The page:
Emerging problem for Chinese airports – mobs of raging passengers
BEIJING, China - Violent attacks have erupted at airports across China, with passengers venting their rage on hapless staff over a summer of grinding delays.
BEIJING, China – Violent attacks have erupted at airports across China, with passengers venting their rage on hapless staff over a summer of grinding delays.
China has spent billions on building some of the largest and most modern airports in the world, but, much to everyone’s embarrassment, it seems unable to get planes to fly between them on time.
Last month, only 18 per cent of the 22,000 flights out of Beijing’s Capital airport departed on schedule, according to the aviation research company FlightStats, making it the world’s worst major airport for punctuality. Not one Chinese airport managed to get even half of its flights to leave on time.
The delays have seen mobs of angry passengers mount at least eight large protests at departure gates in the past two months, during two of which staff were attacked. There is even a new Chinese phrase for the rampaging hordes: the “kong nu zu”, or “air rage tribe”.
On Thursday July 18, more than 30 passengers broke through security and stormed the runway at Nanchang airport after being delayed for seven hours by bad weather.
The weekend before, passengers in Shanghai tried to rip off an attendant’s name badge before hitting her. In the subsequent fracas, two airport staff were injured and three passengers arrested. “The passengers were very emotional and unstable,” Ni Xuying, one of the injured employees, told state television.
At the end of June, a primary school teacher lost control when her flight from Wenzhou to Beijing was cancelled, slapping and kicking an Air China attendant to the ground. “I waited there for such a long time. Nobody served me a bottle of water or a piece of cake or anything,” Liu Weiwei said in her defence.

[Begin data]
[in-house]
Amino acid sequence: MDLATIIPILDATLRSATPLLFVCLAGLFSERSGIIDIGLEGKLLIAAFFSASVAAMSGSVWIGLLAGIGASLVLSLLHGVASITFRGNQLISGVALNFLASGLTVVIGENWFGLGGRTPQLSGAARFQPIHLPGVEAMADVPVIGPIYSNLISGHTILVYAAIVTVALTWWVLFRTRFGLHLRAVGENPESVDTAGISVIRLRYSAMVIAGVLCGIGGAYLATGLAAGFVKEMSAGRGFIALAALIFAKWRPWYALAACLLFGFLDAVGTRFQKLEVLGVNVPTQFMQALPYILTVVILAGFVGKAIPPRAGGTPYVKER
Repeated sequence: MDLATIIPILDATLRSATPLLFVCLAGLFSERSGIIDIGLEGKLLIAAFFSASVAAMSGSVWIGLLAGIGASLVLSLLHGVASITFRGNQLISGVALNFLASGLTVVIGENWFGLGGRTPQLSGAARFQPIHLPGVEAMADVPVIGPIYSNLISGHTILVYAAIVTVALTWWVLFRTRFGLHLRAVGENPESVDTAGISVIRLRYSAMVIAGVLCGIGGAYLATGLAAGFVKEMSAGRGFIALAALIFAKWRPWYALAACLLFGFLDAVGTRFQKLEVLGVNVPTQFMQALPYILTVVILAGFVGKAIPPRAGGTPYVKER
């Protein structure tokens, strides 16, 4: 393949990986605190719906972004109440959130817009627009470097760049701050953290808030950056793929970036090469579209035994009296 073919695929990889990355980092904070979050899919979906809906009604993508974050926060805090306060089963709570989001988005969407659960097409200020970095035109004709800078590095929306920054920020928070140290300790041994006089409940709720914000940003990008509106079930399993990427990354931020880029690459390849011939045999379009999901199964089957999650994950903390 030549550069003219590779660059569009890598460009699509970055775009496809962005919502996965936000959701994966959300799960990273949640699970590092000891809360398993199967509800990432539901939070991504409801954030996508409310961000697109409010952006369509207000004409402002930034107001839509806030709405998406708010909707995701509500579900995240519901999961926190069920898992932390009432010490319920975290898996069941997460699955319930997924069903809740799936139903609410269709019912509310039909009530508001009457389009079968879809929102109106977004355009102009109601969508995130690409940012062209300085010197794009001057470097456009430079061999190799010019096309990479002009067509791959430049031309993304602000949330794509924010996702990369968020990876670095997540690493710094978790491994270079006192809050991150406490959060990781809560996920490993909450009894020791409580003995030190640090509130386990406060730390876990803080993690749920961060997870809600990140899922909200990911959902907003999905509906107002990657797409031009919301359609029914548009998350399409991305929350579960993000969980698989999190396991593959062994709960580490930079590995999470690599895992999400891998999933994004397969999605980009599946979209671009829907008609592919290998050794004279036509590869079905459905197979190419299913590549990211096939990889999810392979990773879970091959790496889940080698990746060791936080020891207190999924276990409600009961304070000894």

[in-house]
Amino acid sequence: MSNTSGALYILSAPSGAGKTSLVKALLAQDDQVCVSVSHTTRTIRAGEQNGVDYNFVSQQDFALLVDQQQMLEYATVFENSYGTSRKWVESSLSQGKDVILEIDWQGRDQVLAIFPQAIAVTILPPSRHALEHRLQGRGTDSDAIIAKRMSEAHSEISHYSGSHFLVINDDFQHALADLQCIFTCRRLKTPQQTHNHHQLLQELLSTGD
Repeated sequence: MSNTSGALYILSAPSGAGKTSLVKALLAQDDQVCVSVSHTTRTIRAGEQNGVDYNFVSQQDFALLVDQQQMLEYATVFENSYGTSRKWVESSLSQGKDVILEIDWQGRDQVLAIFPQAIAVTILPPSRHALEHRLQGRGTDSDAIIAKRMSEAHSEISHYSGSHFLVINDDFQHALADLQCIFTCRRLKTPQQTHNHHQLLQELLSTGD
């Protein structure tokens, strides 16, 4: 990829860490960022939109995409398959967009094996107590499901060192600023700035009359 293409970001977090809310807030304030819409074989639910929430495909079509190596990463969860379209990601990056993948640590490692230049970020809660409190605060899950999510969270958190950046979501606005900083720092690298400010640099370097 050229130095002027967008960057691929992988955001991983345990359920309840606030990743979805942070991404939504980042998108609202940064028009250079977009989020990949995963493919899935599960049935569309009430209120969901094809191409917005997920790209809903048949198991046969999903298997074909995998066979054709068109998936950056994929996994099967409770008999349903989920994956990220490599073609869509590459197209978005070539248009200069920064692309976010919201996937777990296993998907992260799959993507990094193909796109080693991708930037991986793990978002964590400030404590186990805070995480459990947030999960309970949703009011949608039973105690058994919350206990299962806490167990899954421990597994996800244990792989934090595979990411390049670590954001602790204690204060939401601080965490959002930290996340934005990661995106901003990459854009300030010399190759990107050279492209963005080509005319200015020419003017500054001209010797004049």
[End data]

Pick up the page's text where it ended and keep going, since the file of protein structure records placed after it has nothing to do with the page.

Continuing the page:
In March, Graham Fewkes, a British businessman based in Hong Kong, told the South China Morning Post he had witnessed cheers when a passenger assaulted a stewardess on a delayed flight to the island of Sanya.
“The other passengers were applauding as the man was hitting her,” he said.
Hong Kong Airlines last year said it had an average of three incidents involving disruptive passengers every week and has introduced training in wing chun, a form of kung fu, for its cabin crew.
The situation at China’s airports is now so volatile that staff have been told not to announce any major delays.
The problems have been caused by a sudden surge in air traffic, flowing into skies that are tightly controlled by the People’s Liberation Army. With only a few permitted routes, issues such as bad weather often force airlines to hold back flights rather than divert them.
The heavy delays are exacting an economic cost. Marco Pearman-Parish at Corporation China, a consultancy that helps companies establish a presence in China, said some 60 per cent of his clients at a recent meeting were considering moving their operations away from Beijing because of the constant problems at the airport. “The delays are making it impossible to do business,” he said.